Rabbi Sharon Stiefel and members of Mayim Rabim Congregation in Minneapolis prepare to participate in the Twin Cities Pride Parade, July 30, 2013. Photographed by Carolyn Belle. Used with the permission of Mayim Rabim Congregation.
Mayim Rabim, the only Reconstructionist synagogue in the Twin Cities, was founded in 1992. Its founders were former members of Adath Jeshurun in South Minneapolis. In 2014, the small congregation continues to worship at its original home, the Minneapolis Friends Meetinghouse.
Detail view of a map reproduced in Alfred Andreas's An Illustrated Historical Atlas of the State of Minnesota. Chicago: A.T. Andreas, 1874. The map shows the location of the Belle Prairie Mission relative to Fort Ripley and Little Falls.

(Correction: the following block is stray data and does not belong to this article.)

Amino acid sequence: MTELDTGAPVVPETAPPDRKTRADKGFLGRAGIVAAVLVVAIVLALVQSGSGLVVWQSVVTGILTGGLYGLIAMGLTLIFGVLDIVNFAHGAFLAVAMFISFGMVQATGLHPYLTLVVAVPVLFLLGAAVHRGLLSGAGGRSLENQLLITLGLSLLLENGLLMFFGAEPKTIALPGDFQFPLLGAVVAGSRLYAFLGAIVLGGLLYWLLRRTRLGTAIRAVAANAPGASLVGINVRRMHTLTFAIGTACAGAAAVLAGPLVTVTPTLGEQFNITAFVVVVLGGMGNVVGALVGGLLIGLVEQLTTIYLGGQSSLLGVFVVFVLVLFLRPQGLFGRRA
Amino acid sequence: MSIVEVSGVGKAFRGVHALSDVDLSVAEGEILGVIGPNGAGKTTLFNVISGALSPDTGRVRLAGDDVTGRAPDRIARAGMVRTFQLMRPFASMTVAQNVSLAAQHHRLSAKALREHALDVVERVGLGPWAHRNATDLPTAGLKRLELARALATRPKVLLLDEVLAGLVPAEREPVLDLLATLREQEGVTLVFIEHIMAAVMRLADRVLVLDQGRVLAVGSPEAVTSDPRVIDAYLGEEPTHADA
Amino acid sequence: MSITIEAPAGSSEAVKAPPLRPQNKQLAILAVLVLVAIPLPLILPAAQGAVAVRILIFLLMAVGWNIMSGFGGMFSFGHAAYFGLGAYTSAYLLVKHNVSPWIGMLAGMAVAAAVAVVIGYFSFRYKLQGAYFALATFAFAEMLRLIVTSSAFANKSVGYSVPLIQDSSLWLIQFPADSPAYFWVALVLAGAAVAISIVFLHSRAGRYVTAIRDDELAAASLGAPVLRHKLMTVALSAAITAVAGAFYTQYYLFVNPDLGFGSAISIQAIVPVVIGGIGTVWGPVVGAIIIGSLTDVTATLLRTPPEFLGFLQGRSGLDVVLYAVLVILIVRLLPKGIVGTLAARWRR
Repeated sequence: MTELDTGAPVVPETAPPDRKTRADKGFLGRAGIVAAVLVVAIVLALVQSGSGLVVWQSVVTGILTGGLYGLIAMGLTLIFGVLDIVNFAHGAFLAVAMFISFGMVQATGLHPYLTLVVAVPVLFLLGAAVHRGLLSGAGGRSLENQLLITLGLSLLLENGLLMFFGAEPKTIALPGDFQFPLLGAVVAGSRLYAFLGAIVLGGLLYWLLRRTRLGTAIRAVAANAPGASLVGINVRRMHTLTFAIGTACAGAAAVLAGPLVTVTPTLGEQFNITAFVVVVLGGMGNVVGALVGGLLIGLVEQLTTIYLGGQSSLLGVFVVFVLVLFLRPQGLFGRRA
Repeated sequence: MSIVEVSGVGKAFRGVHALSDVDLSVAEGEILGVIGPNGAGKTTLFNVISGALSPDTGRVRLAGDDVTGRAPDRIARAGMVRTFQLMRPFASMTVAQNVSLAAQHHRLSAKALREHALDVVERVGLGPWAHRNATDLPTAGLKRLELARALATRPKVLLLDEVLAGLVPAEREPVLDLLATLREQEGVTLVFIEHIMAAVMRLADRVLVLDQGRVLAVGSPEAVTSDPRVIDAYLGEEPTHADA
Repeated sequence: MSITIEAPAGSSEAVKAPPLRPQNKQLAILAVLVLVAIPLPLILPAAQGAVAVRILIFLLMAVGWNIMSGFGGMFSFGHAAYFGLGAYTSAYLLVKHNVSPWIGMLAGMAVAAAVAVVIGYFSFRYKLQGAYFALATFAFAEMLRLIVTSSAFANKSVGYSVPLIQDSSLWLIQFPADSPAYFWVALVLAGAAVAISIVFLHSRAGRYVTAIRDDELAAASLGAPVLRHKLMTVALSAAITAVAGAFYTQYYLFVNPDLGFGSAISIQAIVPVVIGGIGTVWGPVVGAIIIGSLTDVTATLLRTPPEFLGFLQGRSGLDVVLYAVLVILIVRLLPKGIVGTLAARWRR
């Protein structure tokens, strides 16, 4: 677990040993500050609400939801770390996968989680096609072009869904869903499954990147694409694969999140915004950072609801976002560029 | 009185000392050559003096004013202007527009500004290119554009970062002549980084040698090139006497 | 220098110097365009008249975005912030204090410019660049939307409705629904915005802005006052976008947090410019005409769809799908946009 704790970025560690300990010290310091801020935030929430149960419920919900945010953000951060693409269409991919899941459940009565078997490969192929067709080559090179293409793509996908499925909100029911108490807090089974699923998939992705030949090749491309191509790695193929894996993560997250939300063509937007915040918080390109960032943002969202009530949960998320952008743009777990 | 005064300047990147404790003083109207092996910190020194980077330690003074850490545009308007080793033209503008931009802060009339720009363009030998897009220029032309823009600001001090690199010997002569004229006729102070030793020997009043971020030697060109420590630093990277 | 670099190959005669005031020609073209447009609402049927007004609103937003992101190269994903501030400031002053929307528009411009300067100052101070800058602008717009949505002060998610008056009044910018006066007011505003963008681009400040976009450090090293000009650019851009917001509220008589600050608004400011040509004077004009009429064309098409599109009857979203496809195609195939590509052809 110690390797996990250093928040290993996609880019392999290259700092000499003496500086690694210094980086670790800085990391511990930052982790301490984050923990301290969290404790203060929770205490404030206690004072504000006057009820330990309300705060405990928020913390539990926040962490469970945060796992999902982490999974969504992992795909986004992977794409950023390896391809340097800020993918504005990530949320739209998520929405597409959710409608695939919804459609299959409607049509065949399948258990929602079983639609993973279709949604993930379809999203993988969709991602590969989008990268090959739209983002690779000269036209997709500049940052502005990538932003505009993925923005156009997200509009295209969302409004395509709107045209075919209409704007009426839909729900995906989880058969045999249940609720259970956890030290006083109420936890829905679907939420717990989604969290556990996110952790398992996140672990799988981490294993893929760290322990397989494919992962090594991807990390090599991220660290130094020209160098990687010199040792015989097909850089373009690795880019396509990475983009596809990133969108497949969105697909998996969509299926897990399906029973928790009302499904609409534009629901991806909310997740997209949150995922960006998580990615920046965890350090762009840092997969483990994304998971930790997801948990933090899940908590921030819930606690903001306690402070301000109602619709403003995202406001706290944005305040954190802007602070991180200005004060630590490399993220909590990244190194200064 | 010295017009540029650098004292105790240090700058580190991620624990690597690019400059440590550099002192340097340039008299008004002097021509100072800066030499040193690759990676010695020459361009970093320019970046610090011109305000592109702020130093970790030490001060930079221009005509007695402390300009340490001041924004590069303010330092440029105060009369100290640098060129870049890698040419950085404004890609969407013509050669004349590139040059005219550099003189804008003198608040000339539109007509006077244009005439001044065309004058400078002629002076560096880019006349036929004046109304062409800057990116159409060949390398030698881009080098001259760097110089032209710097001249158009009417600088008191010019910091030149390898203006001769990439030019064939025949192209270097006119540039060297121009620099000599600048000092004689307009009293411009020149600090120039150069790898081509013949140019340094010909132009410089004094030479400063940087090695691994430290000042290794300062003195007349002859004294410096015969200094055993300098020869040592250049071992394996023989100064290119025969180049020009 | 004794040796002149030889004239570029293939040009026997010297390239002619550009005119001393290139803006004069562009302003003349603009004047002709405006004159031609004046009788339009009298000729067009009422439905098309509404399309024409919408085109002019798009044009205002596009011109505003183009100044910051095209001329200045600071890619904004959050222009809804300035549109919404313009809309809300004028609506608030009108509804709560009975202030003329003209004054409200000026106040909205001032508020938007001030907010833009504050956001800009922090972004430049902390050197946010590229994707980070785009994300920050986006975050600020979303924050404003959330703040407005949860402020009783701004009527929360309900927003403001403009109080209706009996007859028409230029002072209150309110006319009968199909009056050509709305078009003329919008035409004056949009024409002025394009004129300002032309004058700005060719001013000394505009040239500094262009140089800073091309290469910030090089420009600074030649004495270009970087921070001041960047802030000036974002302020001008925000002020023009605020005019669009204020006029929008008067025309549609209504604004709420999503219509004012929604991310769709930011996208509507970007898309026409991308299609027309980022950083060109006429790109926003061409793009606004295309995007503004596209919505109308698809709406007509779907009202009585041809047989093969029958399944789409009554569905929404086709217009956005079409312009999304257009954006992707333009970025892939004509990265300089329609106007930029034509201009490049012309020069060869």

Elizabeth Ayer's gravestone at Oakland Cemetery in Little Falls, Minnesota. Elizabeth's son Lyman, his wife Laura Hill Ayer, and his daughter Agnes are buried nearby. Photograph by Linda Louise Bryan, c.2013.
During the period historians call the "Second Great Awakening," publications such as the Missionary Herald inspired young people to dedicate their lives to spreading Christianity. Young Elizabeth Taylor read magazines like this one before devoting herself to mission work. Photograph by Linda Louise Bryan, c.2013.
Elizabeth Taylor Ayer's life spanned nearly the entire nineteenth century. In an era when women rarely had professional careers, her work as a teaching missionary gave her more status and independence than most women enjoyed.